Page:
It’s going to be a scorcher across almost all of Alberta this August long weekend.
Environment Canada issued heat warnings Friday afternoon for almost the entire province, with the exception of Banff National Park and mountain areas to the south.
“A strong ridge of high pressure will bring above average heat for the long weekend,” Global Edmonton meteorologist Jesse Beyer said.
After a brief bit of relief on Thursday and Friday following several days of record-breaking temperatures, Environment Canada said hot daytime and overnight temperatures are expected to return Saturday and will persist through the weekend.
“Edmonton will be back into the 30 C [range] for most of the long weekend,” Beyer said.
Southern Alberta will see temperatures a few degrees higher than central and northern Alberta, but overall for the next three days, daytime temperatures are set to reach the high 20s to low 30s combined with overnight lows near 14 to 16 C. Temperatures are expected to return to seasonal numbers early next week.
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People are advised to take the following precautions to protect themselves, their families and their neighbours:
- Consider rescheduling outdoor activities to cooler hours of the day
- Take frequent breaks from the heat, spending time in cooled indoor spaces where possible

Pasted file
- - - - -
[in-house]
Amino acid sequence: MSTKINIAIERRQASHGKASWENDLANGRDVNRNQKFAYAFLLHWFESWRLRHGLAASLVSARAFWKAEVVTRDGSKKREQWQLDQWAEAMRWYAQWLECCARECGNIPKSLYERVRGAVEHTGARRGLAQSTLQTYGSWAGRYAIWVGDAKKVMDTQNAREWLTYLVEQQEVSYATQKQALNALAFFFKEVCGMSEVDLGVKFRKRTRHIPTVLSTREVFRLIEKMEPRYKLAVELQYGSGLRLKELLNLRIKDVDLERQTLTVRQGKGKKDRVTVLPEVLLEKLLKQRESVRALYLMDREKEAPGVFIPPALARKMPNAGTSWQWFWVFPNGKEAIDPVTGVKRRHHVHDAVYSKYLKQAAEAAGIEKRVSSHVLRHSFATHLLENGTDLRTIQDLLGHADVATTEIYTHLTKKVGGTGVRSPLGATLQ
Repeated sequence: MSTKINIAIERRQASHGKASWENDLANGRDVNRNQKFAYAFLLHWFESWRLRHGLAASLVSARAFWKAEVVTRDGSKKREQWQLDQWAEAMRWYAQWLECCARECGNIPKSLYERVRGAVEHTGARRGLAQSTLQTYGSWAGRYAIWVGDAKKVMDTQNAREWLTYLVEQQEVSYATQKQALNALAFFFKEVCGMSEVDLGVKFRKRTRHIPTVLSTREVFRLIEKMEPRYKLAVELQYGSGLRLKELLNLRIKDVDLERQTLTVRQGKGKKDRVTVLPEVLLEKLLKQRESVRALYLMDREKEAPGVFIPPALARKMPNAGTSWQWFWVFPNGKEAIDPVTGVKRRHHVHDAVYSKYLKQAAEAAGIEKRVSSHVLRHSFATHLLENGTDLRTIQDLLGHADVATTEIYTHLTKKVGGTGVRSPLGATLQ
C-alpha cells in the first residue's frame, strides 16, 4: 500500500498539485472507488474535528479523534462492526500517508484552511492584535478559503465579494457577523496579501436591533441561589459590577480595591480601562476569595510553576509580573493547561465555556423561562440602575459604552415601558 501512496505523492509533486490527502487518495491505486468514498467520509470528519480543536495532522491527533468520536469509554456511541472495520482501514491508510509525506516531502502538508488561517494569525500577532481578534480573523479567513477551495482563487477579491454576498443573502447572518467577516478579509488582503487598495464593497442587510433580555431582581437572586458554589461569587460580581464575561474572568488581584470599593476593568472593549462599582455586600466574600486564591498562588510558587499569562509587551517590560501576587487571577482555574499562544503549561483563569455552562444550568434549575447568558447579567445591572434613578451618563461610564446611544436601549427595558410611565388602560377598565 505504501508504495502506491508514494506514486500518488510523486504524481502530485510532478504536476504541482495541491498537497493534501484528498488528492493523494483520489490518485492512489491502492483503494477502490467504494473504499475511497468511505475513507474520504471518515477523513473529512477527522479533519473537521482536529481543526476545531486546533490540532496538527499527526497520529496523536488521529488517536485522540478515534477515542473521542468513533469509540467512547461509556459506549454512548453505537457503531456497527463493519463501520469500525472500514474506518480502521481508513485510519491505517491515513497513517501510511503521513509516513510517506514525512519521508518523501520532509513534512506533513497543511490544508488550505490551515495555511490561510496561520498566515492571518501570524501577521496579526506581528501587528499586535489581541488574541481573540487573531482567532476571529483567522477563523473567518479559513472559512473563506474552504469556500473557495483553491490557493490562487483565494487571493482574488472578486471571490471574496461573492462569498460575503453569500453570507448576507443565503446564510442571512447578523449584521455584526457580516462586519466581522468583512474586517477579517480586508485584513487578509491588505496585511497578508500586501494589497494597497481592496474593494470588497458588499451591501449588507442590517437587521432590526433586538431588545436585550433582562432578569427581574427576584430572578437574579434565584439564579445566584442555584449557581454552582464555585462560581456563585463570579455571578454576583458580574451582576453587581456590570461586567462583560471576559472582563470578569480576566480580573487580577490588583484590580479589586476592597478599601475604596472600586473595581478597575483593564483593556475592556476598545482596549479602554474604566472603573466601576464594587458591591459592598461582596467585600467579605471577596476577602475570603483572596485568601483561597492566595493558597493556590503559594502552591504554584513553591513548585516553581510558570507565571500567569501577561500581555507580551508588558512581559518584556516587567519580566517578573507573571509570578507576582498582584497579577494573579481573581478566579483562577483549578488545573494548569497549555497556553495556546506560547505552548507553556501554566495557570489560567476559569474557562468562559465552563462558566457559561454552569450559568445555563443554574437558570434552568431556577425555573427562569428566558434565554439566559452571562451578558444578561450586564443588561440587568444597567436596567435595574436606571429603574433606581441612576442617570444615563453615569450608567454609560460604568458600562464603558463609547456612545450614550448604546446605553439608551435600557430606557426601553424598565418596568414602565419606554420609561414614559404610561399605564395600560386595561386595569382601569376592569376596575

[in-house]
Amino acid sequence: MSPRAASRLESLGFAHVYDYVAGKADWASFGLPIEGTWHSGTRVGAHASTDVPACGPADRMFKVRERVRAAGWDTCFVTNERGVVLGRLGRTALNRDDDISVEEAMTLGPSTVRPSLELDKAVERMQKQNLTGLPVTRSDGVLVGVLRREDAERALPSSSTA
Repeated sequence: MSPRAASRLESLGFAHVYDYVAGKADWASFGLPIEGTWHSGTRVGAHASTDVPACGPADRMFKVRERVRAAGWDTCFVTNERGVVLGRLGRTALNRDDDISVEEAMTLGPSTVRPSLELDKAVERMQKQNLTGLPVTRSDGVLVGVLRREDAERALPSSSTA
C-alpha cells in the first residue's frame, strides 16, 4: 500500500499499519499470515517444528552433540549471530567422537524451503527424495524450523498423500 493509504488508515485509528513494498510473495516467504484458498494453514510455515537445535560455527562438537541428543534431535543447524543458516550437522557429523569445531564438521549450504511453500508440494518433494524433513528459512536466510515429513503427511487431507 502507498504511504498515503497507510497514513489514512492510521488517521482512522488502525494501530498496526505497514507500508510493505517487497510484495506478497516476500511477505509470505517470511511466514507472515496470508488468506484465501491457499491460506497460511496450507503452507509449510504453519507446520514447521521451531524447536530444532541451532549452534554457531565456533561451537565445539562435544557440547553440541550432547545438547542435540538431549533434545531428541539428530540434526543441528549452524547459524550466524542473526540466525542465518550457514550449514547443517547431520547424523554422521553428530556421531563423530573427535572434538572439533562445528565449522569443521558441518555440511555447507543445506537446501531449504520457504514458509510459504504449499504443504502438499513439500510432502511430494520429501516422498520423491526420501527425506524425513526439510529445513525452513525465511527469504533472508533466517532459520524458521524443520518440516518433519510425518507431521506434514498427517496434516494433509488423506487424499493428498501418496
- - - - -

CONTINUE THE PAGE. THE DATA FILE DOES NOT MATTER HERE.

- Drink plenty of water and other non-alcoholic, non-caffeinated beverages to stay hydrated
- Check for your children or pets before you exit your vehicle. Do not leave any person or pet inside a closed vehicle, for any length of time
- Monitor for symptoms of heat stroke or heat exhaustion, such as high body temperature, lack of sweat, confusion, fainting and unconsciousness.
“Make sure to plan outdoor activities accordingly,” Beyer said.
Environment Canada said special attention may be needed when it comes to people who are more susceptible to heat such as infants, children, seniors, and those with pre-existing lung, heart, kidney, nervous system, mental health or diabetic conditions, outdoor workers and those who are socially isolated.
Heat warnings are issued when very high temperatures are expected to pose an elevated risk of heat illnesses, such as heat stroke or heat exhaustion.
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